I don't understand hate. I am talking about both serious-hate and joking-hate, because let's face it, joking-hate has elements of serious-hate about it or we would never think about giving it the "h" label. Joking about it may indeed be a cathartic way to allow ourselves to feel a bit of the emotion and by treating it lightly, hopefully rid us of the bitterness before it burrows deep inside our souls. That's the best case scenario, but I venture to say that that's not always what happens.
I have never had so many people tell me they hate me (and Dean) as this past week while we were in Hawaii. It was ridiculous! And while I know all of them meant it in a joking way, I wonder what they were really trying to say. Was it: "I am jealous that you are warm and I am cold?" "I hate it that I can't take a vacation right now?" "I hate it that you have the means to go there and I don't?" "You are reminding me that I might never get to do some of the things I have always dreamed of doing?" "I am just tired and impatient right now?" "Why don't things work out well for me when they seem to be working out for others?" "It is insensitive and annoying when others rub in their good fortune!" None of these are responses that I expected from friends. Honestly.
I expected them to be happy that Dean was finally getting a much-needed break from his overwhelming work schedule. I expected them to join in our joy at being able to go to a place that I never dreamed we would get to (but we did thanks to recession-influenced prices, airmile reward points, and parents who know how to get a good deal). I expected them to be relieved that the warm climate would help us finally get over the last of these horrible colds and infections that we have been battling for months. And I guess I expected that they would know that we were extremely grateful for such an unexpected treat like a trip to Hawaii, and that we were not flaunting it at all with pictures and status updates on Facebook, but trying to bring a bit of Hawaii to them. Somehow, that didn't come across.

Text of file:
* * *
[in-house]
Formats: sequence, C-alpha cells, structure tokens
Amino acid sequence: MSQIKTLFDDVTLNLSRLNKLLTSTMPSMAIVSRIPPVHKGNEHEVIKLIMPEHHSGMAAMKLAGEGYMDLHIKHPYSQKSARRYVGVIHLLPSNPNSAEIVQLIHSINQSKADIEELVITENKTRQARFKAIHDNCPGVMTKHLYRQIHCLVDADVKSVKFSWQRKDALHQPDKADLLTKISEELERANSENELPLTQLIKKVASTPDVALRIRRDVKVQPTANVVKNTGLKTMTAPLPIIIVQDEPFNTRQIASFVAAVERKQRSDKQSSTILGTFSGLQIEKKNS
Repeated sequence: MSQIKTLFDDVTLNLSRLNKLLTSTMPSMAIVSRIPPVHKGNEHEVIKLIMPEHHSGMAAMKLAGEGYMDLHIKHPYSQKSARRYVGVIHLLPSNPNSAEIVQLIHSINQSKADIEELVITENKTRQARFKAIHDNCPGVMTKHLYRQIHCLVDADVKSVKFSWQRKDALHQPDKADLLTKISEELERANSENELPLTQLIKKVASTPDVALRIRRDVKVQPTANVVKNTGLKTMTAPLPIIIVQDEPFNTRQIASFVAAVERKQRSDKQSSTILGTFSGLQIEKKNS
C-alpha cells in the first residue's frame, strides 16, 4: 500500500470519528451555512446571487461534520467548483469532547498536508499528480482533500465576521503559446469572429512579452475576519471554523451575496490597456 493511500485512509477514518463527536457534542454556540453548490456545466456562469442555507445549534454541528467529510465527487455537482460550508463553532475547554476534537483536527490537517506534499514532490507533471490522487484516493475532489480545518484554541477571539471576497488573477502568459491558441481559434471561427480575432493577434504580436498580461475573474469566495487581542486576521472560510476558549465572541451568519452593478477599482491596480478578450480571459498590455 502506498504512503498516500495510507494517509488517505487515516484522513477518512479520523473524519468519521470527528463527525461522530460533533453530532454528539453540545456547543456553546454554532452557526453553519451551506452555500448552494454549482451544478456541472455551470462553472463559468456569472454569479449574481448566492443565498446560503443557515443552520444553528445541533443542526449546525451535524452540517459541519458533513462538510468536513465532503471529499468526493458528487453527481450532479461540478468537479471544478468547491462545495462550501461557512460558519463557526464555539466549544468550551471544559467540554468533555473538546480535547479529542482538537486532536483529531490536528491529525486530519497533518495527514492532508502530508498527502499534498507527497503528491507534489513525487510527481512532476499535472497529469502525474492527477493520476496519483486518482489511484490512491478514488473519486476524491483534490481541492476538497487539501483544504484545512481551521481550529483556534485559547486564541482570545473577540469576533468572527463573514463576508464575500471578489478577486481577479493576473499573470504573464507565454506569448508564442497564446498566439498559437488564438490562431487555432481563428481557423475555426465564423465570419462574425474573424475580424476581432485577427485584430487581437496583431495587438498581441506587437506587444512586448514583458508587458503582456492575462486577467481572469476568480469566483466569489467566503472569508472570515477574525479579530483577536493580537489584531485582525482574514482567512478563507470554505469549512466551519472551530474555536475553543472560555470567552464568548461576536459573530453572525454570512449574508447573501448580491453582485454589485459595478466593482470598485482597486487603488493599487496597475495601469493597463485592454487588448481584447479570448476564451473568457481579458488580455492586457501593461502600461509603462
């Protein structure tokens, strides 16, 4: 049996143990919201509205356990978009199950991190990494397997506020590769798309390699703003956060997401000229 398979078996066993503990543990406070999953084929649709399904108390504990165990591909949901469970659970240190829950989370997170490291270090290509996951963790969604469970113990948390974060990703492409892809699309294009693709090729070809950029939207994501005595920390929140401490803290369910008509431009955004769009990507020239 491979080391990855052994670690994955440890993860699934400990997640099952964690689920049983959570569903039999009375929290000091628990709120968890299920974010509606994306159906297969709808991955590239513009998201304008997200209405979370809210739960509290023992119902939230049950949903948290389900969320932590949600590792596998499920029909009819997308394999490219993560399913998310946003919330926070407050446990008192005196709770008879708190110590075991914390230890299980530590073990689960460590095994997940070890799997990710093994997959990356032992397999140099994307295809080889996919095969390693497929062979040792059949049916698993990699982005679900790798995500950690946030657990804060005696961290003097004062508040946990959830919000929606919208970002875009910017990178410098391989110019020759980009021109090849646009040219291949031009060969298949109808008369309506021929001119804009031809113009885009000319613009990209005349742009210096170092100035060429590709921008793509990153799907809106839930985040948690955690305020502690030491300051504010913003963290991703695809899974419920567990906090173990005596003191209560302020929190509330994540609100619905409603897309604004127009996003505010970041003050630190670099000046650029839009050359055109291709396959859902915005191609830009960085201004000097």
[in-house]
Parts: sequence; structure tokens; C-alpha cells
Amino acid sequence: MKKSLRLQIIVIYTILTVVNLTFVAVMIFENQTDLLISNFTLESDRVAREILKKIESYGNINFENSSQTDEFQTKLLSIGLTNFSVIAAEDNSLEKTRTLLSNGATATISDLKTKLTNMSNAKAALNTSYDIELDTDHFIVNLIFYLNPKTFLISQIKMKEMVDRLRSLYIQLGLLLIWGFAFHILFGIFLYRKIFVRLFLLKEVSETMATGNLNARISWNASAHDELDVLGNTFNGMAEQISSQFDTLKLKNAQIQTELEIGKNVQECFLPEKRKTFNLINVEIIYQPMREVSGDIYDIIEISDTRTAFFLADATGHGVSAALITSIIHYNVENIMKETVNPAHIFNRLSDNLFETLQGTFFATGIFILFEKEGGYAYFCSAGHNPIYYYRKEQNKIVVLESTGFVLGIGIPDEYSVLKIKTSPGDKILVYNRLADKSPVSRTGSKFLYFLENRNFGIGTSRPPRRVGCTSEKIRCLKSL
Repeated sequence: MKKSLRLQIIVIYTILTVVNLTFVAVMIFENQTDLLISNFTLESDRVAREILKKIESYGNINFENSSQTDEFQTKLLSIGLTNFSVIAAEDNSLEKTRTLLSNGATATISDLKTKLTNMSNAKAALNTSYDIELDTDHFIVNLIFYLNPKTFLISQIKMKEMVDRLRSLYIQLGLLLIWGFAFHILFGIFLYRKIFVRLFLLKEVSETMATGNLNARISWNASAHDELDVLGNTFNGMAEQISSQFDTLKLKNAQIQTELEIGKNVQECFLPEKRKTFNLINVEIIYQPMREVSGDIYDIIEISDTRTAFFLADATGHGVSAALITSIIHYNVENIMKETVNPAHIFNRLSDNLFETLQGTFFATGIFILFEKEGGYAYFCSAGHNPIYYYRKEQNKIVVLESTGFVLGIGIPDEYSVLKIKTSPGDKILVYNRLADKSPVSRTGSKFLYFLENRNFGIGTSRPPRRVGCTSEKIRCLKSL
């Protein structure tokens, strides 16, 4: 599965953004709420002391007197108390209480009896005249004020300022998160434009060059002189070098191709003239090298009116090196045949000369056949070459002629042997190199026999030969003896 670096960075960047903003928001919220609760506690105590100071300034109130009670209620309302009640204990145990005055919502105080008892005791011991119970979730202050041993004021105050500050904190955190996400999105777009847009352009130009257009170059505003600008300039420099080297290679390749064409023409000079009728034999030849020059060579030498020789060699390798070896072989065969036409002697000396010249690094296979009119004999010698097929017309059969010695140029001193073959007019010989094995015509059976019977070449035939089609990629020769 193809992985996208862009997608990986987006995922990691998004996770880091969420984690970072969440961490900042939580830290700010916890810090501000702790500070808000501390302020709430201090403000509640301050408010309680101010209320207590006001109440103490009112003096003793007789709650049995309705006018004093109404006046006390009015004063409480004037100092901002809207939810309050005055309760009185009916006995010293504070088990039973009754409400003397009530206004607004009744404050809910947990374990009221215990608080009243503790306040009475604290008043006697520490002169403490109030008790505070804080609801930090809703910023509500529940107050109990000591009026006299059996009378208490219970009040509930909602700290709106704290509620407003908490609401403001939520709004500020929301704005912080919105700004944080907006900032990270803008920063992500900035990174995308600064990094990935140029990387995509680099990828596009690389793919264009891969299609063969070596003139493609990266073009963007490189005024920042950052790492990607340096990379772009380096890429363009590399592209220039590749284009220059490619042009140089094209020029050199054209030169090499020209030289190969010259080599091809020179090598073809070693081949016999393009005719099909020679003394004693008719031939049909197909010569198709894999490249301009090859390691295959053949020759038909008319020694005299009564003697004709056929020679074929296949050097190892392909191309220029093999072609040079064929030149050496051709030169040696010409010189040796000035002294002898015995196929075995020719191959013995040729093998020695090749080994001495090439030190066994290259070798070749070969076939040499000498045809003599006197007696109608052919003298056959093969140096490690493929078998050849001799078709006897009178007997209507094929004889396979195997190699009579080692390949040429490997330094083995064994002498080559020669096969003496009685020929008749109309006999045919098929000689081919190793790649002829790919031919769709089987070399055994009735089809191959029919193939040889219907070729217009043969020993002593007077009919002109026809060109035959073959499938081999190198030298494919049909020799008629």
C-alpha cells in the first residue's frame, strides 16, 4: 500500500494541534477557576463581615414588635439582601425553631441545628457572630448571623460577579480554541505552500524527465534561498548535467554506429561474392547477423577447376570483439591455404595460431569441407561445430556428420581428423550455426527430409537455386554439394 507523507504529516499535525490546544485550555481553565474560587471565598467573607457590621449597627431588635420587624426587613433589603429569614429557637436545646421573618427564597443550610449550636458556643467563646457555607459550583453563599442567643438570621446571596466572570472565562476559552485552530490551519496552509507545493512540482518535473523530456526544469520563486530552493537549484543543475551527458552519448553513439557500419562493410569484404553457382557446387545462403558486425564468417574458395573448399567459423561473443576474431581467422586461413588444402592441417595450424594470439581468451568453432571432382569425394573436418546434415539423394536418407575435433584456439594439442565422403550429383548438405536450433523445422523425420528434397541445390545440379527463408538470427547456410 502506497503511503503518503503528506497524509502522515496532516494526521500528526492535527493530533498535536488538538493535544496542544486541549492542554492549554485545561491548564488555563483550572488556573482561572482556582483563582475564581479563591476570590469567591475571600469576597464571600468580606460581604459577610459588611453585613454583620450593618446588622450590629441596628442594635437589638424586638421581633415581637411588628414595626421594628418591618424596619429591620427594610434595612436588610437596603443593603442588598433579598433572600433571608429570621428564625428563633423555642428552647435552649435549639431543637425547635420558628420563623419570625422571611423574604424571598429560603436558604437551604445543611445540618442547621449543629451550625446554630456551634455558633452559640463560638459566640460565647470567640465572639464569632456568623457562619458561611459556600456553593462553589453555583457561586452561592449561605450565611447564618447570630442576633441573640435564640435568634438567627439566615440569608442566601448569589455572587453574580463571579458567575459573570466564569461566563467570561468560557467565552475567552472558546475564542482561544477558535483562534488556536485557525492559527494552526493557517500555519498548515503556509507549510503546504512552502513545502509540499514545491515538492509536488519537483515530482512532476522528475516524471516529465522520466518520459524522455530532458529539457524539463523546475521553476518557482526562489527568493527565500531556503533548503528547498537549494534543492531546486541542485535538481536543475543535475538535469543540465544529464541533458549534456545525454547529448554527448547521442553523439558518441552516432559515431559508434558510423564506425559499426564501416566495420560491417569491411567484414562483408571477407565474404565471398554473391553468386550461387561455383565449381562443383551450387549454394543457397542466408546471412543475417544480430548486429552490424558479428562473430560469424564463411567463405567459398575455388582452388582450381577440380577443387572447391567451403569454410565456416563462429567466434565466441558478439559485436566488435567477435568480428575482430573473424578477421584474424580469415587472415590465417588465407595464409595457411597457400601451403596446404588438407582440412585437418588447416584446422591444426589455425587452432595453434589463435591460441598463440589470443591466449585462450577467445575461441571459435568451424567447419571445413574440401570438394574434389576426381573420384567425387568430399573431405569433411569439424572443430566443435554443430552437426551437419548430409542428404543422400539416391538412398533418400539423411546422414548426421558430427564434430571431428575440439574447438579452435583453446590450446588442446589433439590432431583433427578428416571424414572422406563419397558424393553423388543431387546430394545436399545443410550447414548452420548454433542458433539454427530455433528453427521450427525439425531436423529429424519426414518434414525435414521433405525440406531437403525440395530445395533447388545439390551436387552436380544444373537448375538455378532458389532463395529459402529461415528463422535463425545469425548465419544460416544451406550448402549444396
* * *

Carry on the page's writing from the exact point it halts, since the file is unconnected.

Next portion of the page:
That reminds me of a scholarship that I did not get earlier this year. A few weeks ago, a fellow student let it be known that she had been successful in her application for this same scholarship. People around her offered hearty congratulations, and she glowed with pleasure and excitement. I was silent. I didn't hate her, but her joy reminded me of my lack of success and it stung. And then I recognised the distasteful sensation of jealousy poking at my heart, so I asked myself some provoking questions to get to the root of the matter.
Does she deserve it? Absolutely. Does she have need of it? Probably much more than I do. Do I want to trade situations with her? Not really. I have a great life and a wonderful support system. Do I want her to do well in her education and be all she can be? For sure. Am I glad that people in my department are receiving these coveted scholarships? Yes, yes, yes. Do I trust that God can provide everything I need? Well, I want to, yes. Do I believe that he is not a stingy God but a gift-giving God? It has to be true or I am sunk. Do I believe that this denial is in my best interest? Yes, I choose to believe that. I don't understand it, but I believe it. Do I recognise that the story is not finished yet? I am counting on it.
Your Hawaii is coming, my friend. Don't you worry. And when it does, I hope I will not joking-hate you. I hope I will be jumping up and down with genuine joy.
Love cares more for others than for self. Love doesn't want what it doesn't have,
Trusts God always, always looks for the best,
Never looks back, but keeps going to the end. - from 1 Cor. 13
This is a photo of the lagoon at Hilton Village on Waikiki Beach. We didn't stay at this hotel, but one a block away.